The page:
the semi-permanent tape that's attached to the unit itself, then
pressed the Signalfly on to the helmet.
The test rider then sat on the bike in a natural, heads-up riding
position while wearing the helmet with the Signalfly unit
temporarily attached. This makes it easy to find the best
position for optimum visibility to
The rider applied the brakes, and by moving
the sending unit around a bit while the helmet was moved through a
normal range of motion, it was easy to find the spot where the
strongest infrared signal is obtained.
The final position for the helmet unit is much farther down on the back
of the helmet than one might first guess; this is partially due to the fact
that when a rider is sitting on a bike in a riding position, most
helmets will naturally locate in an orientation that slopes
downwards from the back to the front.
The center of
the Signalfly's LED's are about 3.25" above the unit's infrared
receiver (yellow arrow, photo 6, left), and it's the LED's that need
to be aligned correctly for best visibility to following traffic, so take care to properly
locate the unit before permanently attaching it.
Although the alignment procedure may sound complicated, it takes probably less than a
minute or two to identify the optimal positions for both the sending
unit and the helmet unit. Once you've done that, just peel off
the red protective film and attach the units in their respective
There may be a problem with fitting the Signalfly helmet unit to
some helmet shapes; I could not fit the unit to the KBC VR-1 helmet
because of its rear shape and air vents, and the Signalfly would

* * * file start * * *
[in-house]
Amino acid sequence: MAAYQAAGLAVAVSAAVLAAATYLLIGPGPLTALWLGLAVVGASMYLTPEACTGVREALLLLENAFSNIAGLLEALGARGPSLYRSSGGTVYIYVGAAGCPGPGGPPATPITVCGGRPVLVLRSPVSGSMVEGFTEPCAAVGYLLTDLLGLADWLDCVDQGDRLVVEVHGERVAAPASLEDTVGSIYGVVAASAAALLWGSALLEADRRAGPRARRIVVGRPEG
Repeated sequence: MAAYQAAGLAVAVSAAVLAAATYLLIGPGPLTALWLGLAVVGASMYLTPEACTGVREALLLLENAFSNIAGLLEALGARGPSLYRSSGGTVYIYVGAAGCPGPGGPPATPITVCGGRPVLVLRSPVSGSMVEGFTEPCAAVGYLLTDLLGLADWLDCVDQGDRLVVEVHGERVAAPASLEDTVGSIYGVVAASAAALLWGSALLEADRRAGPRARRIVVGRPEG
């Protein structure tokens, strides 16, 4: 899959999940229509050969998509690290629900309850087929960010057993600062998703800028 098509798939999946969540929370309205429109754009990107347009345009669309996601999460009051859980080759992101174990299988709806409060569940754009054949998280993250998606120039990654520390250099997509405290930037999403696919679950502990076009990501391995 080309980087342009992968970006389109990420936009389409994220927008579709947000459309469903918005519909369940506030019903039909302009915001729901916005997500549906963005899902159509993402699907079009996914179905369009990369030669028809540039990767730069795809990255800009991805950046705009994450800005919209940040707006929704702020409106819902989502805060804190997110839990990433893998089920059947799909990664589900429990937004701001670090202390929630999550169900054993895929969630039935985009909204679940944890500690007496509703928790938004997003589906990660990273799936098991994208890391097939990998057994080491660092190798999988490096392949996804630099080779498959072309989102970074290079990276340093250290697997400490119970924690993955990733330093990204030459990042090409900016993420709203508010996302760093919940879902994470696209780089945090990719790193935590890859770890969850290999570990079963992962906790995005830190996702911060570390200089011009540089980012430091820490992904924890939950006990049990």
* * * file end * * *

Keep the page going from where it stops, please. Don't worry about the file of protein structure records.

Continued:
also not fit the X-lite X-901 due to its narrow profile. The
Signalfly will fit "normal" round helmets best.
It seems that a different shaped
Signalfly might fit more helmet shapes. If the unit was more
rectangular in shape, with the longer sides being vertical (rather like a
tombstone shape), it might have a less critical radius that could possibly
fit a wider variety of helmets.
It's very hard to photograph the differences between motorcycle lights and
bulbs, but the Signalfly's LED's are very bold and bright -- much brighter
than they appear in these photos.
Photo 7 (below) shows the bike from the rear with the rider and no brakes
applied. The single LED "running light" that is always lit
when the Signalfly is on can be seen. Photo 8 (below right) shows
the brakes being applied and the photo is a single shot capture of the
Signalfly unit with all LED's on.
Photo 7 - The Signalfly unit from behind, note the single LED
Photo 8 - The Signalfly unit with all LED's lit while brakes are
The Signalfly isn't very heavy -- one of these
days, I have to get a scale so I can accurately report on weights. We
don't think it adds a significant weight burden on a helmet. The
unit also comes with rechargeable batteries and a charger -- simply plug
the charger into the back of the Signalfly helmet unit; a green LED shines
when the unit's ready to go.
Also, I'd like to see a removable Signalfly that could possibly be
attached with "hook and loop" or some other type of easy-on,
easy-off device. If the infrared sending unit also had this
capability (along with quick-detach wires), the Signalfly could be
transferred from helmet to helmet or bike to bike (provided, of course,
that the other bike had the sending unit's wiring pre-installed).
And finally, the user has to remember to turn the Signalfly unit on or off